This is the fifth post in the series in which I have interviewed several Agile experts to reveal the differences between user stories and software requirements and their application in regulated systems (i.e. health IT systems). You can find the previous post in this series here.

Today’s interview is with Dr. Alistair Cockburn, one of the original creators of the Agile Software Development movement and co-author of “The Agile Manifesto.” He was voted as one of the “All-Time Top 150 i-Technology Heroes” for his pioneering work in the software field. Besides being an internationally renowned IT strategist and author of the Jolt award-winning books “Agile Software Development” and “Writing Effective Use Cases,” he is an expert on agile development, use cases, process design, project management, and object-oriented design.

In 2003 he created the Agile Development Conference; in 2005 he co-founded the Agile Project Leadership Network; and in 2010 he co-founded the International Consortium for Agile. Many of his articles, talks, poems, and blogs are online at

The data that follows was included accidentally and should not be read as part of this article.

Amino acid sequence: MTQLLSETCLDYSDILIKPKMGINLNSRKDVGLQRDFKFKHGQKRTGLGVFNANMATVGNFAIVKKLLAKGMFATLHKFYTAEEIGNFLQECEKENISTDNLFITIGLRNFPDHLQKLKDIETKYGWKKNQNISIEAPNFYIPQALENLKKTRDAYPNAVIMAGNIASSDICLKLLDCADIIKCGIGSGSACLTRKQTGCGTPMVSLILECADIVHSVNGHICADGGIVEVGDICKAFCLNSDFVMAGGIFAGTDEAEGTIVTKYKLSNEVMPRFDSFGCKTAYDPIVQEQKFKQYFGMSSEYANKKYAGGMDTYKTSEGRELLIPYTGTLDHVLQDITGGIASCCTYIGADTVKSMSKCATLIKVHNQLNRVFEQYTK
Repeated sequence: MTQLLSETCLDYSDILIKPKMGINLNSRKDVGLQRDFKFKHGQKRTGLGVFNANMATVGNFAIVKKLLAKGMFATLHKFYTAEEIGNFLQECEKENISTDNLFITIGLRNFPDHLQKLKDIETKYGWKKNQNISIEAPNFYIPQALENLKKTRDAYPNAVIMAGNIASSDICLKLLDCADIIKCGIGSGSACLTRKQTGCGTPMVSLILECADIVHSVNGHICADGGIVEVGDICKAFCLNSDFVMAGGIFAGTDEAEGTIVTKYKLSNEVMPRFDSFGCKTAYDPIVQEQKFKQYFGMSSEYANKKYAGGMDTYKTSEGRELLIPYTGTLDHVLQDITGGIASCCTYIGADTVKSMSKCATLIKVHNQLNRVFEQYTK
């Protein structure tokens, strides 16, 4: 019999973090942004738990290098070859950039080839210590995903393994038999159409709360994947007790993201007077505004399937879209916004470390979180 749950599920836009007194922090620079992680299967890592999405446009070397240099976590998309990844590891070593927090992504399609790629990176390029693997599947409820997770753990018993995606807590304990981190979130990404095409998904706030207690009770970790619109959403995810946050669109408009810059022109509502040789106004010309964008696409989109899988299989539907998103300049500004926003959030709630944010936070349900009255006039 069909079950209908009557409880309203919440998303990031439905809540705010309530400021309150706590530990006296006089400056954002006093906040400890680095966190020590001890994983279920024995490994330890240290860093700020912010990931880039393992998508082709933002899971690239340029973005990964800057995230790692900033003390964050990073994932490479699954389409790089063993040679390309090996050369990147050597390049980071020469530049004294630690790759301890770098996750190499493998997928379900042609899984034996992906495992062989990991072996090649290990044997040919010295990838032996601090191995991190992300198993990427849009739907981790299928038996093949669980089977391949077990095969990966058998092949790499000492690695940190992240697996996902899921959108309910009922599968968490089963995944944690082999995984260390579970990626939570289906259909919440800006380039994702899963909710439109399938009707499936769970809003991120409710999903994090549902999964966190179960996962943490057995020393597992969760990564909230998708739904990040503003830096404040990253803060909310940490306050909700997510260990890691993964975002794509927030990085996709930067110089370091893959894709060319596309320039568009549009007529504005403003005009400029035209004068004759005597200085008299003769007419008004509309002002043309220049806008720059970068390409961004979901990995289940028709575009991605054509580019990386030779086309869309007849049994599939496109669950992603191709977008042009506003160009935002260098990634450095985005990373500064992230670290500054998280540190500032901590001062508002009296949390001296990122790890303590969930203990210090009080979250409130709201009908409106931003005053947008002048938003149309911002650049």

Do you think that “user story” is just a fancy name for SRS?

No, but close.

How do you compare a user story with SRS?

A story must be end-user visible, something that an end user declares is valuable to him/her, and implementable in one sprint. SRS does not have those characteristics.

Do you think that user stories replace SRS?


Which of the two do you prefer working with?

Neither. Use cases + user stories works well.

Which of the two methods do you recommend using for regulated systems (i.e., health IT systems, medical device software)?

I do not recommend user stories for regulated systems. I do not recommend SRS ever.

Do you agree with Dr. Cockburn? Comments and discussion are welcome.

You can find the post in which I interviewed Jean Pierre Berchez here.

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